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Report warns retailers to consider consumer privacy laws when deploying facial recognition tools


Many vendors of biometrics-based solutions have not anticipated legal and compliance challenges posed by their products, or expressly deny responsibility for those challenges, leading to increased legal action, according to the National Law Review. The article “Buyer Beware: Facial Recognition and the Current Legal Landscape” urges U.S. retailers to be prepared for consumer privacy laws to evolve as they consider implementing such technologies.

The article was authored by partners of law firm Morgan, Lewis & Bockius LLP, and compares the current context for biometrics with that of the earliest text messaging marketing programs. The programs were bought by retailers from mobile marketing vendors, “which led to a flurry of class action activity that challenged compliance and the sufficiency of consent under the Telephone Consumer Protection Act (TCPA),” according to the authors.

Illinois, Texas, and Washington are the only states with comprehensive biometric information laws, and no such federal law exists, however litigation involving biometrics has been filed against United Airlines, Intercontinental Hotels, Facebook, Hyatt, Bob Evans Restaurants, and dozens of other companies, all under Illinois’ Biometric Information Privacy Act (BIPA). Many other states have considered such regulation, according to the Review, and a coalition which lobbied against the Montana Biometric Information Privacy Act noted “a huge risk of costly class action[s].”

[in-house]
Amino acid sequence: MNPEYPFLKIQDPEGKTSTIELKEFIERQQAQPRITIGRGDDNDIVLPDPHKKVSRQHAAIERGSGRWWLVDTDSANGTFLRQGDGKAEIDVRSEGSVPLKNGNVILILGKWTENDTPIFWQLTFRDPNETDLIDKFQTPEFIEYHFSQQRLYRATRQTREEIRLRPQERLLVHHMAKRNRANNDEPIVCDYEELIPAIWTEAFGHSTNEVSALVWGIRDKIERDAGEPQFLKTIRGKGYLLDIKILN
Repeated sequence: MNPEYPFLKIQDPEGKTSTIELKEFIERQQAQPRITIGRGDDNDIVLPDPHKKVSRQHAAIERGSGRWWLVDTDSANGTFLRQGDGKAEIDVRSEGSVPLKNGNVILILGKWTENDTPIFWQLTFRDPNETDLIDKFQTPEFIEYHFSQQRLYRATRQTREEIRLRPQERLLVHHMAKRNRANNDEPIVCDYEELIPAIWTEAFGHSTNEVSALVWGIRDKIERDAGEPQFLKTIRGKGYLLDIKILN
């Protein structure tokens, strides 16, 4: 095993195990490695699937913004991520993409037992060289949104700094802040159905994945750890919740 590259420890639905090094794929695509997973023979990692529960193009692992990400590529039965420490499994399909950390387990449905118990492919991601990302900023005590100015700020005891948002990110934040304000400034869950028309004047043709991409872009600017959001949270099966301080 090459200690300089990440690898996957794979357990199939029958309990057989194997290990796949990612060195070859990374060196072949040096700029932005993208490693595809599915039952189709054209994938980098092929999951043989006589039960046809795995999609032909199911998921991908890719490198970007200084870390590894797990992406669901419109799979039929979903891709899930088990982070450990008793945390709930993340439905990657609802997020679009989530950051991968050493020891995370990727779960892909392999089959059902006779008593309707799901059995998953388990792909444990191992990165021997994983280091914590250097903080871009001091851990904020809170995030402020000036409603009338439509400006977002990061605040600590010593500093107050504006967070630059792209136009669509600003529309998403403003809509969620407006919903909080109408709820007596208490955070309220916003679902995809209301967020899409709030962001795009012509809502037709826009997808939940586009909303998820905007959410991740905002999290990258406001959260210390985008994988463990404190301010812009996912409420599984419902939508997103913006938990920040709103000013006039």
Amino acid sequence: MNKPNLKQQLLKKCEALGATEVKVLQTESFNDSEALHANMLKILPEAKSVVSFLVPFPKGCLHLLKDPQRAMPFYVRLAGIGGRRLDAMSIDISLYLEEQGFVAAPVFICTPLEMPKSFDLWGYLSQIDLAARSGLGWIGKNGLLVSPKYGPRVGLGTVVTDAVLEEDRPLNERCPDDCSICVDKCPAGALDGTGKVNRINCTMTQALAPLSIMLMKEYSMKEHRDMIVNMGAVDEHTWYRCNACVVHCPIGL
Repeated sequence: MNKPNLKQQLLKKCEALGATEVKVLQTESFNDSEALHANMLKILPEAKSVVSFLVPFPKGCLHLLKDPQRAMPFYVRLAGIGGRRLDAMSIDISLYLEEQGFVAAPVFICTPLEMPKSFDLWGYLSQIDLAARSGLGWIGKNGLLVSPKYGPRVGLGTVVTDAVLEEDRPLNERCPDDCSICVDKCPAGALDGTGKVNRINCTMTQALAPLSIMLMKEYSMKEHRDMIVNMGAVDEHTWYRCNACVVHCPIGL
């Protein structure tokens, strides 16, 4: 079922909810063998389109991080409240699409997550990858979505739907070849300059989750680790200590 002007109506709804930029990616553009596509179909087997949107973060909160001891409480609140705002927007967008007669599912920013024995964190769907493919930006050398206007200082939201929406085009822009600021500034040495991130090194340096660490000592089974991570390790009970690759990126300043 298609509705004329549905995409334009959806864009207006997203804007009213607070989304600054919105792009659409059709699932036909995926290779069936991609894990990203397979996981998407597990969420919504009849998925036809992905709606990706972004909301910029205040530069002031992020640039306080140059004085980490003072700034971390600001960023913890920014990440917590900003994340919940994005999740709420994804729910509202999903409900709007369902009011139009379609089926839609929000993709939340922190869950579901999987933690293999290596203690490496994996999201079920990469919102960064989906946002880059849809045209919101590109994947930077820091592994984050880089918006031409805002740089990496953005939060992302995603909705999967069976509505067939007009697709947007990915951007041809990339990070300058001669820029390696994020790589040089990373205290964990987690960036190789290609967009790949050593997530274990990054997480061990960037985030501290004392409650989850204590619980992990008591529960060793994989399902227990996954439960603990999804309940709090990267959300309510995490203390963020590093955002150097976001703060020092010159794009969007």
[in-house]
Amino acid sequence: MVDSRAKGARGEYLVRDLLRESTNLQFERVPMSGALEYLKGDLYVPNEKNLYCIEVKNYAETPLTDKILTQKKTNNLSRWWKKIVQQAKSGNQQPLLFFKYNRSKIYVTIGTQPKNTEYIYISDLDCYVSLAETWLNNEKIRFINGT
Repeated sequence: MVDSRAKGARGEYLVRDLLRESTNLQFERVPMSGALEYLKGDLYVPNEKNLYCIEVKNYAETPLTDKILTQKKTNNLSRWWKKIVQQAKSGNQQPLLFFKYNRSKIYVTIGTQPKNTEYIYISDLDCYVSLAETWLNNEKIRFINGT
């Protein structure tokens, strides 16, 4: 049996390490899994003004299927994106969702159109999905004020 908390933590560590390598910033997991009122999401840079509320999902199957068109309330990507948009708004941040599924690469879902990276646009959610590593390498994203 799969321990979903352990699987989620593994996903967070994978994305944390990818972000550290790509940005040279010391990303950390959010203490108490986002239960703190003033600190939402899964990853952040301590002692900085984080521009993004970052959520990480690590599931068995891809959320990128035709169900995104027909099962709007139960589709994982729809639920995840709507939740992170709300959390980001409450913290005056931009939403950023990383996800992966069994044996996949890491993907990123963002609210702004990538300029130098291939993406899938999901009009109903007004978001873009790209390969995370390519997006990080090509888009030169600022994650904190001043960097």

The article deals extensively with BIPA, but also notes the introduction of the Consumer Privacy Protection Act in November 2017 by Senator Patrick Leahy (D-VT) with six co-sponsors. The proposed legislation explicitly includes biometric data, and would empower the FTC, federal Attorney General, and state Attorneys General to bring enforcement actions. It is currently before several committees and subcommittees.

While the article recommends that retailers consider how they will obtain consent to use biometrics, how they will treat the data from collection through disposal, and how they will prevent data breach damage it also urges them when necessary to obtain written agreements with vendors covering indemnification provisions and insurance requirements.

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